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Related In: Results  -  Collection

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fig2: Spontaneous oscillatory activity is not synchronized across receptors.(A) Receptor locations on the right side of one P. tenuicauda are illustrated as black dots (receptor size not to scale). (B) An approximate map of all 36 receptors in the right augenrosette of one P. tenuicauda. This map comes from a different fish than shown in A. (C) Top, simultaneous extracellular recordings from a receptor in the left kehlrosette (black) and a receptor in the left augenrosette of one P. tenuicauda. Bottom, instantaneous oscillatory phases of the simultaneous recordings obtained through Hilbert transform of the recorded potentials. (D) The product of the individual probability distributions of instantaneous phases from the same two receptors shown in C. The product of the individual probability distributions from each of five separate 1-s recordings was calculated. The average product across these five recordings is shown. (E) The joint probability distribution of instantaneous phases of the two receptors shown in C and D. The joint probability distribution was calculated over five separate 1-s recordings and then averaged. (F) The joint probability distribution of instantaneous phases of the first of five recordings from one receptor and the last of five recordings from the other receptor, and vice versa. The joint probability distributions from these two non-simultaneous recording pairs were averaged. (G) Differential extracellular recordings from a position centered over the right nackenrosette (black) and a position 2 mm posterior (red) in one P. tenuicauda. The recording and reference terminals of the electrode were separated by 5 mm. (H) Power spectra for the differential recordings shown in G. Only the frequency range where peaks occurred is shown (∼1.7–2.1 kHz).DOI:http://dx.doi.org/10.7554/eLife.08163.004
Mentions: Oscillating receptors are organized into three rosettes on each side of the head (Figure 2A) (Harder, 1968b; Lavoue et al., 2004, 2010; Carlson et al., 2011). To study how spontaneous activity varied within a rosette, we obtained spontaneous recordings from every receptor in a single rosette in one Petrocephalus tenuicauda (Figure 2B). Spontaneous oscillation amplitude was largest in the center of the rosette and progressively decreased towards the periphery. Oscillation frequency and amplitude were not significantly correlated (Spearman R = 0.27, t(22) = 1.3, p = 0.21), although frequencies tended to be highest near the center of the rosette (Figure 2B).10.7554/eLife.08163.004Figure 2.Spontaneous oscillatory activity is not synchronized across receptors.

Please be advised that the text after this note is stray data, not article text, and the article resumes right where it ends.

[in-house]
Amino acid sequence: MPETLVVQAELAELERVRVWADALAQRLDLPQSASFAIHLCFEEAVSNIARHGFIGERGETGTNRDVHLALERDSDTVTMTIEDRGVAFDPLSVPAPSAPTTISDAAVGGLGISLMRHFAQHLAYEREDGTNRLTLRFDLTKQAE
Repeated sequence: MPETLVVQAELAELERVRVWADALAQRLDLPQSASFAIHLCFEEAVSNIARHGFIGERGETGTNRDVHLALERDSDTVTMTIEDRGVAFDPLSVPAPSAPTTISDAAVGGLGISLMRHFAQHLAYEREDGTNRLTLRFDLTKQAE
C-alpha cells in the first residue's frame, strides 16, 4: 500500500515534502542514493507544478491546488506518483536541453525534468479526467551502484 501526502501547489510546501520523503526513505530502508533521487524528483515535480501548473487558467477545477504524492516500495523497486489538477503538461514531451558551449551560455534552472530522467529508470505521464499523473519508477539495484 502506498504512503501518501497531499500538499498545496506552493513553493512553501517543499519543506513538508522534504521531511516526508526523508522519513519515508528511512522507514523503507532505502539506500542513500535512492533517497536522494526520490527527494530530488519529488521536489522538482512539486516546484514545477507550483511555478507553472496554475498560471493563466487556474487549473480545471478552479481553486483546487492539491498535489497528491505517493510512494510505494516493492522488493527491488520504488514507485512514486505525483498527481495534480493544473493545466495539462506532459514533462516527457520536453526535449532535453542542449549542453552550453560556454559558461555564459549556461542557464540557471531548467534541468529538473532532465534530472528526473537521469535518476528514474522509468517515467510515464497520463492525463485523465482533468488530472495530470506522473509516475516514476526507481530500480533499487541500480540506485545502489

Bottom Line: We found that oscillating receptors respond to electric pulses by resetting their phase, resulting in transient synchrony among receptors that encodes signal timing and location, but not waveform.These receptors were most sensitive to frequencies found only in the collective signals of groups of conspecifics, and this was correlated with increased behavioral responses to these frequencies.Our findings provide the first evidence for sensory coding through oscillatory synchrony.

View Article: PubMed Central - PubMed

Affiliation: Department of Biology, Washington University in St. Louis, St. Louis, United States.

ABSTRACT
Adaptations to an organism's environment often involve sensory system modifications. In this study, we address how evolutionary divergence in sensory perception relates to the physiological coding of stimuli. Mormyrid fishes that can detect subtle variations in electric communication signals encode signal waveform into spike-timing differences between sensory receptors. In contrast, the receptors of species insensitive to waveform variation produce spontaneously oscillating potentials. We found that oscillating receptors respond to electric pulses by resetting their phase, resulting in transient synchrony among receptors that encodes signal timing and location, but not waveform. These receptors were most sensitive to frequencies found only in the collective signals of groups of conspecifics, and this was correlated with increased behavioral responses to these frequencies. Thus, different perceptual capabilities correspond to different receptor physiologies. We hypothesize that these divergent mechanisms represent adaptations for different social environments. Our findings provide the first evidence for sensory coding through oscillatory synchrony.

No MeSH data available.